"Regardless of where we go from here, I want you to know that you don't have to navigate the field alone. Sometimes it helps to have a buddy there, helping you scout ahead. That's what I'm hoping for, you know. Someone to help me around my own minefields."

"You can quit hoping."

Duncan smiled. Methos could go on and on--and end up saying nothing. Or in four short words, he could change the universe. "Thank you. Now, I don't know about you, but I'm not ready to get up yet, so why don't we get under the covers again and work on attaining joy."

"Great joy," Methos corrected.

"How about mediocre joy?" Duncan teased, nipping at Methos' bare shoulder.

"Moderate," Methos countered.


Methos tugged a tuft of Duncan's chest hair. "I'll remind you that you said that when you come to my flat begging for a shag."

"Me begging? I think not," Duncan said in an affronted tone. "I am Duncan MacLeod of the Clan MacLeod. I don't beg for sex."

"Oh really?"

"Why beg when a good pout is all that's necessary?" Duncan stuck out his bottom lip in an exaggerated pout, then batted his eyes. "There. How can you possibly resist me?"

Methos had to grab his stomach he was laughing so hard. "You're absolutely right, MacLeod. You are irresistible." Abruptly the laughter stopped and his eyes grew serious. He leaned forward and breathed against Duncan's lips. "Absolutely irresistible."


Hours later, they made their way downstairs.

"Good morning, Tibby," Methos said cheerfully as the petite woman came out of the kitchen. "Are we too late for one of your wonderful meals?"

Tibby blushed. "I saved your breakfasts, Professor. You're not all that late. The others just left." She bustled back into the kitchen and came out with a tray. "But I'm afraid you're going to miss the morning bus."

Methos shrugged. "That will give me time to enjoy your company and," he grabbed a fluffy biscuit, "gain a few pounds from your cooking."

"A few more pounds would do you good, Professor. I'm starting to wonder if your friends take proper care of you." She glared at Duncan.

"He eats me out of house and home on a regular basis," Duncan said defensively, as he reached for his napkin.

"Then perhaps you need a bigger house," Tibby snapped and headed back into the kitchen.

Methos looked at him and smiled impishly. "Well, the refrigerator on the barge is a bit on the small side--"

"Perhaps if I took out some of the beer," Duncan countered.

Methos scowled and studiously focused on eating.

They both looked around as the bell tinkled over the inn's door. Tibby appeared before they could get a glimpse of the new arrival.

"Constable Moldev, did you come for breakfast?" she asked the man who wore a rumpled suit and held a battered hat in his hand.

"I heard you had some late-night visitors and thought I should check to see if there was some trouble."

"No trouble at all," Tibby said. "Mr. MacLeod's friends needed a place to lay their heads for the night."

"Mr. MacLeod? So, Dr. Pierson, you found your missing friend?"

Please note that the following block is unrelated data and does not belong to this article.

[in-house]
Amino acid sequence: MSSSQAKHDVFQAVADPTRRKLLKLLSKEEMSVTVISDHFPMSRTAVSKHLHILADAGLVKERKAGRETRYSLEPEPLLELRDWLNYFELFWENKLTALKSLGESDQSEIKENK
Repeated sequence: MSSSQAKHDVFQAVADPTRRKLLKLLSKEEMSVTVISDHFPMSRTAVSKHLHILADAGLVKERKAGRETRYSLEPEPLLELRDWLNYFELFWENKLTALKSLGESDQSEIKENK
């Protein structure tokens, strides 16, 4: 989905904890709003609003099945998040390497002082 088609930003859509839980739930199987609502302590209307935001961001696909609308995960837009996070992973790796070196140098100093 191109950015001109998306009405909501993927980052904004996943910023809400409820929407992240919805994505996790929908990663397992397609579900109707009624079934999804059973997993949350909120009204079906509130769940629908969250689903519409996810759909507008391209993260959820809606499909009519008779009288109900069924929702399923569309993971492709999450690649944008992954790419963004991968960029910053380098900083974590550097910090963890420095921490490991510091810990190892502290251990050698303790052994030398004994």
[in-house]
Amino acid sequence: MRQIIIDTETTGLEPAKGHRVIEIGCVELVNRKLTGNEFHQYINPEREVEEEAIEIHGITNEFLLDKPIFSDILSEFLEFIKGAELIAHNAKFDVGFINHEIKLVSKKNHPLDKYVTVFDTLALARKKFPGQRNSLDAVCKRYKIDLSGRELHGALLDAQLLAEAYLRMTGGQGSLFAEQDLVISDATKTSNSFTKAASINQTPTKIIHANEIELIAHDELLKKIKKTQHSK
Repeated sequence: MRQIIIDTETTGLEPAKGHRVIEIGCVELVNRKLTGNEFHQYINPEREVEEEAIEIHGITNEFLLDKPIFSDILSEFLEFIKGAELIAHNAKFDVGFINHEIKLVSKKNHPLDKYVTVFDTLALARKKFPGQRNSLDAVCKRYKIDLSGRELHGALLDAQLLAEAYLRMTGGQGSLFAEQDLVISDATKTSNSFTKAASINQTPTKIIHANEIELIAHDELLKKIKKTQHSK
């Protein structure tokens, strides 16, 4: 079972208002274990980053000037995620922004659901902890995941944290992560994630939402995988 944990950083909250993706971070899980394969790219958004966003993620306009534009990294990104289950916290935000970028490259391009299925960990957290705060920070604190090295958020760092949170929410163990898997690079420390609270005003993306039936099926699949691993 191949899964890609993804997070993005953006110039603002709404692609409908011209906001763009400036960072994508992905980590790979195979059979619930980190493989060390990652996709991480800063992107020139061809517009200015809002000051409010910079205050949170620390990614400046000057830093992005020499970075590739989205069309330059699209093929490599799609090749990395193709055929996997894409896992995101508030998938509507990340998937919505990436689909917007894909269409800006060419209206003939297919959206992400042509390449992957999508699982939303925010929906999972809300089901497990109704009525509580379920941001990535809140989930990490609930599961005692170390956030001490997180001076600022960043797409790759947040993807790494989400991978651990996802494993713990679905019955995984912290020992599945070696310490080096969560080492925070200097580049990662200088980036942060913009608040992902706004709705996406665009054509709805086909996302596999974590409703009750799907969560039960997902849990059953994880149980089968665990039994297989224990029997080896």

Methos deliberately took a long moment to swallow his juice. "Yes, Constable. As Tibby said, he was with other friends. Just forgot to leave me a note, I'm afraid."

"And here we were worried that you'd met with some misadventure, perhaps at the hands of visitors in the woods."

"Sorry to worry any of you," Duncan said flatly.

"Well, I was concerned so I checked the woods this morning. Very quiet. Could it be that the infidels have left?"

"Anything is possible." Methos smiled as Tibby poured him some coffee.

"Will you gentlemen be staying long?"

"We're leaving on the next bus," Duncan answered.

"Ah, then our little town will be left with only its natives. Perhaps things will go back to being dull. I happen to like dull."

"I just bet you do," Methos muttered. "We'll be leaving," he said loudly. "But we shall return to visit with our friend Tibby. And of course, if she ever needs my help, for anything, she need only to call me."

"And why would she need you, Dr. Pierson?"

"Wishing for dull does not make it so, Constable."

The man's eyebrow quirked upward. "You know something, sir?"

"I know a lot of things."

The constable appeared to wait for an explanation of that but when none was forthcoming, he gave a sharp nod. "Have a safe journey home, gentlemen."

"We'll do that," Duncan replied. They watched the man leave. "Where was he when there was actual trouble?" he fumed.

"In his little office doing officious paperwork, or so I was told," Methos said. "I merely saw him twiddling his thumbs."

"So he's become skilled enough to do that now?" Tibby asked with feigned surprise.

"They say practice does wonders," Methos said with a grin.

"You see, Mr. MacLeod, this is why you must count on your friends when you are in trouble and not on the so-called authorities."

"Trust me; I am grateful for all my friends, especially those who go the extra mile not only to save me from outside dangers, but from myself as well," Duncan said solemnly, looking at Methos.

Tibby nodded. "Good friends are hard to come by."

Methos shrugged. "I don't know about that. Sometimes you just look up--and there they are."

Duncan's eyes lit up as he remembered the first meeting. So long ago, yet only yesterday in relation to their long lives. "Blessings come when we least expect them."